I have been told that some languages do not contain complex sentences, that in those languages, if ideas are joined, it is by words like “and” and “but.” In those languages it is normal to show equality of ideas but not inequality. Just like having many English verb tenses makes English a richer yet more difficult language, so does having complex sentences.

Analyzing simple, compound, complex and compound/complex sentences can improve writing

four declarative sentence types

Click on the image to enlarge it.

Most writing is done in declarative sentences.  But those declarative sentences can be broken down into four types:  simple, compound, complex and compound-complex.  Good writers use all four types.

With older students who know what simple, compound, complex and compound-complex sentences are, I ask them to identify each sentence in an essay.  I don’t do this for every essay, but occasionally it offers a student insight into his own writing.  It also suggests sentence types that are overused or not used enough.

Using the four kinds of sentences, the student identifies every sentence in his essay using tally marks.  Then we look at the results.

  • Students who have a majority of simple sentences might be writing (and thinking) too simply if the sentences are mostly short and uncomplicated. An abundance of clear yet, complicated simple sentences, on the other hand, shows a writer mastering sentence construction.

    • What is a complicated simple sentence? It might start with a phrase—a gerund phrase, an infinitive phrase or a prepositional phrase.  It might add a compound subject or predicate and include a direct object or predicate adjective.  It might delight with details such as appositives.  Words might be out of the typical order.  There is no one formula.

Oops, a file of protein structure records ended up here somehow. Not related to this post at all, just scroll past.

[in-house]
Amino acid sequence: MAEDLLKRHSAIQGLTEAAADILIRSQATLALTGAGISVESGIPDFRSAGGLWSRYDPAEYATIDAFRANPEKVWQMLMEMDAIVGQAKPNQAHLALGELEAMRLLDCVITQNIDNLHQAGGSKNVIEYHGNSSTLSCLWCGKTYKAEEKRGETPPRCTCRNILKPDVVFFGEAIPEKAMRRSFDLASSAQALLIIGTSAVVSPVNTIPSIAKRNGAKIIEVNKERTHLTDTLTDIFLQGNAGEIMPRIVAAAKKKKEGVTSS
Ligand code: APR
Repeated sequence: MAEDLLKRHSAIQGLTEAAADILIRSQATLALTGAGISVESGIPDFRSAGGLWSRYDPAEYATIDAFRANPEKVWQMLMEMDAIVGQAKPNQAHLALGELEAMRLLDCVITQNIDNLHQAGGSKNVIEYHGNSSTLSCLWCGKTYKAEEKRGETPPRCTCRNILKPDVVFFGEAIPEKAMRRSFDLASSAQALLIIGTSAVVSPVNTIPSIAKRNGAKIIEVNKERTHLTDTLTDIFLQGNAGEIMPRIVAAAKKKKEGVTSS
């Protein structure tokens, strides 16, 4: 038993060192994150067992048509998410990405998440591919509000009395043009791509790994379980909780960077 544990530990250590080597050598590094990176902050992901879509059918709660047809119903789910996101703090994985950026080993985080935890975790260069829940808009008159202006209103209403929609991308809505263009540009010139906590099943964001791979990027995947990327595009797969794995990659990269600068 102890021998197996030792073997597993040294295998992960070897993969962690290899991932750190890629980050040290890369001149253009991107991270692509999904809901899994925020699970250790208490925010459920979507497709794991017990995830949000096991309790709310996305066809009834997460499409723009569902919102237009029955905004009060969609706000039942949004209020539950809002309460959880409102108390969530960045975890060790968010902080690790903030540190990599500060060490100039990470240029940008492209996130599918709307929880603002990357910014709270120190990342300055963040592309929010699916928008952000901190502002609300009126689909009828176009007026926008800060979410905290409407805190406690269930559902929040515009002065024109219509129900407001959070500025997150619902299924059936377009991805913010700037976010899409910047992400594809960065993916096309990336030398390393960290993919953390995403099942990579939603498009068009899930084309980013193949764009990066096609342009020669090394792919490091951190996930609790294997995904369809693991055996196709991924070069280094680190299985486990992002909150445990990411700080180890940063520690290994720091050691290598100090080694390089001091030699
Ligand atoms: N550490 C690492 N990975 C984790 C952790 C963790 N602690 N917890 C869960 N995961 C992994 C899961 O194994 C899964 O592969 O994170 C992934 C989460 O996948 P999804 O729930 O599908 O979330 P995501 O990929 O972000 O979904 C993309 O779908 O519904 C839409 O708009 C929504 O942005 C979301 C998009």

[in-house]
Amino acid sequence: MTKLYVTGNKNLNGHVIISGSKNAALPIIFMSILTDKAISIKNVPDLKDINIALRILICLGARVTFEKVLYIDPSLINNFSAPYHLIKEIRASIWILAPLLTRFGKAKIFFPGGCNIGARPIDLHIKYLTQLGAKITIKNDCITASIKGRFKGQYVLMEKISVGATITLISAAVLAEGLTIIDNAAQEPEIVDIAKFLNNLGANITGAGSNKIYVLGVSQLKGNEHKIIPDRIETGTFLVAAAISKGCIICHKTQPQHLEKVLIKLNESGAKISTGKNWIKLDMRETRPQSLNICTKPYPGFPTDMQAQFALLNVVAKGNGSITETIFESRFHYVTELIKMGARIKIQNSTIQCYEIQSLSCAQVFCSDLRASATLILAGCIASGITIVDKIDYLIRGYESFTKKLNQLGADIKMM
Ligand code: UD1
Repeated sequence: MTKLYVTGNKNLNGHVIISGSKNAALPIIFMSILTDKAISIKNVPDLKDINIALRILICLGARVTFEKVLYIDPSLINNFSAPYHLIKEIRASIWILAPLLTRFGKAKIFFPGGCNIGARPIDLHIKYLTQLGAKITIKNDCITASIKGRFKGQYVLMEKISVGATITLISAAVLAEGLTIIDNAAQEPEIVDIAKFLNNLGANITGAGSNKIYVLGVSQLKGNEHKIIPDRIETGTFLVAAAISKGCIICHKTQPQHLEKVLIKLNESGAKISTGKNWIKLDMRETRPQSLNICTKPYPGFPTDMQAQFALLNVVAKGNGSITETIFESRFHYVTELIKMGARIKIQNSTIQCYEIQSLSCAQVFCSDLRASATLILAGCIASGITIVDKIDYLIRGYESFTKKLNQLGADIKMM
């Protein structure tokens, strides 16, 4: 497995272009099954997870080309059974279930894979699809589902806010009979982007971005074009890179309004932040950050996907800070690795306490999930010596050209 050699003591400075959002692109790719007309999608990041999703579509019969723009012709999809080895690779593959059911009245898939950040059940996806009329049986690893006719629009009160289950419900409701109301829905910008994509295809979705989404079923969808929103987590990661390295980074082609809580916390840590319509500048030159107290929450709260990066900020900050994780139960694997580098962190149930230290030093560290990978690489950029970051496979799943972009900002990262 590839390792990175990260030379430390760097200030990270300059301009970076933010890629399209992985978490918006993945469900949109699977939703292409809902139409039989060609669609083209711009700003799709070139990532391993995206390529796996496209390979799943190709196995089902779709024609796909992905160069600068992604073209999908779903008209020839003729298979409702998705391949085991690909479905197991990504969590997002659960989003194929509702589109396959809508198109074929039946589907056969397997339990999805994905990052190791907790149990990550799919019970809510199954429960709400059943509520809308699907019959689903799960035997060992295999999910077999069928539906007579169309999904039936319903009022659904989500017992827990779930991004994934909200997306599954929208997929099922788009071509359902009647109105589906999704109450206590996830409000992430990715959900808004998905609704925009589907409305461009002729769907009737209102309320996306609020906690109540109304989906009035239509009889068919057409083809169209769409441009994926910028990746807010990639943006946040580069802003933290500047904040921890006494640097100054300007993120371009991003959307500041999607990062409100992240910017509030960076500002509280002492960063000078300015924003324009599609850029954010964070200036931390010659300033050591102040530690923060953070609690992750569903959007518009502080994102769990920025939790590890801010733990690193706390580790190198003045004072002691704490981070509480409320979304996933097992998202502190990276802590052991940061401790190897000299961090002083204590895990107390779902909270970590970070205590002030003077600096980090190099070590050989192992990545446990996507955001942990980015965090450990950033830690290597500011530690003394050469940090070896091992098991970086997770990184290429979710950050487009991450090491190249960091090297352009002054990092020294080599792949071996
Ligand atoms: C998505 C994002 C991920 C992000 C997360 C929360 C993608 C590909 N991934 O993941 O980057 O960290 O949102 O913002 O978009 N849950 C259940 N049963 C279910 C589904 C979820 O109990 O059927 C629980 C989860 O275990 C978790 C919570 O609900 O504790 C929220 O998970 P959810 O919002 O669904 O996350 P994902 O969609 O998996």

• Students who have a majority of complex sentences might be writing in too complicated a manner, especially if the average number of words per sentence (we’ll discuss this in a future blog) is more than 20. A high mix of complicated simple sentences and complex sentences, with a few short simple sentences thrown in, almost like spices in a recipe, usually results in attractive writing.

    • Some students use complex sentences well but nearly always begin those sentences with the independent clauses. Turning some of those sentences around—starting with the subordinate conjunction—adds sentence variety without much effort.
  • Overuse of compound sentences can make a student’s writing sound childlike. So can overusing a single subject and a compound predicate.  If a student is aware that he tends to prefer these kinds of sentence formations, he can make changes as he writes or even before he writes a sentence.

    • Ask students who overuse compound sentences to circle all the “and,” “but” and “so” words in their sentences. Now ask them to relate the same ideas without using “and,” “but” or “so.”  Students are forced to imagine different sentence structures.
  • Compound-complex sentences generally are long. Occasionally, such sentences are fine, but a high mix of them usually makes for difficult reading.

    • Some compound-complex sentences are rambling, wordy sentences which should be cut into parts both for clarity and sophistication. Encourage the student to replace this kind of sentence with a complicated simple sentence and / or a complex sentence, not with a compound sentence.

We’ll discuss each of these sentence types in more detail in future blogs, but for now, let’s move on to my students’ favorite writing activity: math!